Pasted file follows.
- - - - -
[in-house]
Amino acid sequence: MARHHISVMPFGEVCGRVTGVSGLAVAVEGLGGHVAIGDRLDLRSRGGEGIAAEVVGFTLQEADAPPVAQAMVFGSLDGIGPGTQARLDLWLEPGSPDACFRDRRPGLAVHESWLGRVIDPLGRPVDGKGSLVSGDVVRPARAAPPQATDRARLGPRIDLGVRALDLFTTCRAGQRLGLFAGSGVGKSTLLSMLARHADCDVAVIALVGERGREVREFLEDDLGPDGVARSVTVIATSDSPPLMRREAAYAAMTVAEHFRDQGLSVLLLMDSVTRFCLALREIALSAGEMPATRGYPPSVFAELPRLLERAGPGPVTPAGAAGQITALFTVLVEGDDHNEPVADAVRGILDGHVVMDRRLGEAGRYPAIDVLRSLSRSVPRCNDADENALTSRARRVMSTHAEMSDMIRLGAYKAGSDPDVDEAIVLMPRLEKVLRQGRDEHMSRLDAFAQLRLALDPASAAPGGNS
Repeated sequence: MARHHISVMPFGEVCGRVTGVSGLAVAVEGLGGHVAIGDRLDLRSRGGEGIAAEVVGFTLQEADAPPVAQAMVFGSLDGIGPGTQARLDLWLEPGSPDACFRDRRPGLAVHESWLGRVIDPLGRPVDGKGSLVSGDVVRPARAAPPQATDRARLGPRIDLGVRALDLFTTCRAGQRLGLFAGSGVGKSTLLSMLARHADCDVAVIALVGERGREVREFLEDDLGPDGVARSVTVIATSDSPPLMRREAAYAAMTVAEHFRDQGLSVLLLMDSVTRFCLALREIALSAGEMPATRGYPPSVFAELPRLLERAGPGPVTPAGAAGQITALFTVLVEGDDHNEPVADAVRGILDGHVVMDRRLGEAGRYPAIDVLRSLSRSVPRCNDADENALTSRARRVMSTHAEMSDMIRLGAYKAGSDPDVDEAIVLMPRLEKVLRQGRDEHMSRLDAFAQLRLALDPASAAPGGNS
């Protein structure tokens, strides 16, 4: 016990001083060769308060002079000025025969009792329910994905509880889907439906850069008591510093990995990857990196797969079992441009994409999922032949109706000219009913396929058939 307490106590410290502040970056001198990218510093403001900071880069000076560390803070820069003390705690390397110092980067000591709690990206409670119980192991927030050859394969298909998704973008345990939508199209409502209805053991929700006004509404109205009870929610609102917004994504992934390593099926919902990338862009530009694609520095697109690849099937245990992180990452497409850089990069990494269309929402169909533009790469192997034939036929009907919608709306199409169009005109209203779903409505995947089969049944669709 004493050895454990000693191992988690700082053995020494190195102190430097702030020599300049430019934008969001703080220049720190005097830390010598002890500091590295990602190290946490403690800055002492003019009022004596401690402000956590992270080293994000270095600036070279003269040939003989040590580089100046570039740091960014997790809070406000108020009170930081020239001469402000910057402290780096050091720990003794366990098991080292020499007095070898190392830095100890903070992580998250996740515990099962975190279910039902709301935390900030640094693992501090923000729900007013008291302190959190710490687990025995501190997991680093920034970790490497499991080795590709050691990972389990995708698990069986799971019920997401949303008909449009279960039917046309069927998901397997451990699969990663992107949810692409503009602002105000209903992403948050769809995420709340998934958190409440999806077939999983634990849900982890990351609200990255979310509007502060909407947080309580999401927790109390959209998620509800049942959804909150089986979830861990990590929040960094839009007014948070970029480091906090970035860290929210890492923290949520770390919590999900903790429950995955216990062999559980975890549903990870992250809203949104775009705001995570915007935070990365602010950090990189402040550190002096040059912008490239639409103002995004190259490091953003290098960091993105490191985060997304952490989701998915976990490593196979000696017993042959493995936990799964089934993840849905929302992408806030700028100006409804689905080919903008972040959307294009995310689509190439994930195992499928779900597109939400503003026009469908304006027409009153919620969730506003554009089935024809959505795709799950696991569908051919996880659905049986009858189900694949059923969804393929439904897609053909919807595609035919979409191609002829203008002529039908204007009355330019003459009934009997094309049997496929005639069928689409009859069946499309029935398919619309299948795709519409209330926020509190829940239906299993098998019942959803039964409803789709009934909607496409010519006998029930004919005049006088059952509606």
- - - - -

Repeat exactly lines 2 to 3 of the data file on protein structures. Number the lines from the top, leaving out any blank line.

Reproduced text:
Amino acid sequence: MARHHISVMPFGEVCGRVTGVSGLAVAVEGLGGHVAIGDRLDLRSRGGEGIAAEVVGFTLQEADAPPVAQAMVFGSLDGIGPGTQARLDLWLEPGSPDACFRDRRPGLAVHESWLGRVIDPLGRPVDGKGSLVSGDVVRPARAAPPQATDRARLGPRIDLGVRALDLFTTCRAGQRLGLFAGSGVGKSTLLSMLARHADCDVAVIALVGERGREVREFLEDDLGPDGVARSVTVIATSDSPPLMRREAAYAAMTVAEHFRDQGLSVLLLMDSVTRFCLALREIALSAGEMPATRGYPPSVFAELPRLLERAGPGPVTPAGAAGQITALFTVLVEGDDHNEPVADAVRGILDGHVVMDRRLGEAGRYPAIDVLRSLSRSVPRCNDADENALTSRARRVMSTHAEMSDMIRLGAYKAGSDPDVDEAIVLMPRLEKVLRQGRDEHMSRLDAFAQLRLALDPASAAPGGNS
Repeated sequence: MARHHISVMPFGEVCGRVTGVSGLAVAVEGLGGHVAIGDRLDLRSRGGEGIAAEVVGFTLQEADAPPVAQAMVFGSLDGIGPGTQARLDLWLEPGSPDACFRDRRPGLAVHESWLGRVIDPLGRPVDGKGSLVSGDVVRPARAAPPQATDRARLGPRIDLGVRALDLFTTCRAGQRLGLFAGSGVGKSTLLSMLARHADCDVAVIALVGERGREVREFLEDDLGPDGVARSVTVIATSDSPPLMRREAAYAAMTVAEHFRDQGLSVLLLMDSVTRFCLALREIALSAGEMPATRGYPPSVFAELPRLLERAGPGPVTPAGAAGQITALFTVLVEGDDHNEPVADAVRGILDGHVVMDRRLGEAGRYPAIDVLRSLSRSVPRCNDADENALTSRARRVMSTHAEMSDMIRLGAYKAGSDPDVDEAIVLMPRLEKVLRQGRDEHMSRLDAFAQLRLALDPASAAPGGNS